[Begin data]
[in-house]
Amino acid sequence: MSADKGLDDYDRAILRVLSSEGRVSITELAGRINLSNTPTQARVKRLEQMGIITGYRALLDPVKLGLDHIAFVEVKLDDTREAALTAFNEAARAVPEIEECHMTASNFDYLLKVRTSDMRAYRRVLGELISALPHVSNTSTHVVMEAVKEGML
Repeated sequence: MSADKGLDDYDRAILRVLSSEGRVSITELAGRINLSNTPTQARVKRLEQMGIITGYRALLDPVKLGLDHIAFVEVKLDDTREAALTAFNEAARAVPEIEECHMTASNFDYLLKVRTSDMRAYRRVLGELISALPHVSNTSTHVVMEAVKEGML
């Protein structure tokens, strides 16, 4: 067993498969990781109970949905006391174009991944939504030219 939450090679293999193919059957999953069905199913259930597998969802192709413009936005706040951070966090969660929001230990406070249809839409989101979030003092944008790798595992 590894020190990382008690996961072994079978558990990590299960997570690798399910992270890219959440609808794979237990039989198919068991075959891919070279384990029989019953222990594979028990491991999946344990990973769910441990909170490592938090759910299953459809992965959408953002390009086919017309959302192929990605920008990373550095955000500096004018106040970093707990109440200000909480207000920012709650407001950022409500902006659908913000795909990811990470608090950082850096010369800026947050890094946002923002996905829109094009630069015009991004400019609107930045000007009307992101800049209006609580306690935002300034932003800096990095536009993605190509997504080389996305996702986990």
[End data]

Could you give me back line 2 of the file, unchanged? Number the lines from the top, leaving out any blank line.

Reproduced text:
Amino acid sequence: MSADKGLDDYDRAILRVLSSEGRVSITELAGRINLSNTPTQARVKRLEQMGIITGYRALLDPVKLGLDHIAFVEVKLDDTREAALTAFNEAARAVPEIEECHMTASNFDYLLKVRTSDMRAYRRVLGELISALPHVSNTSTHVVMEAVKEGML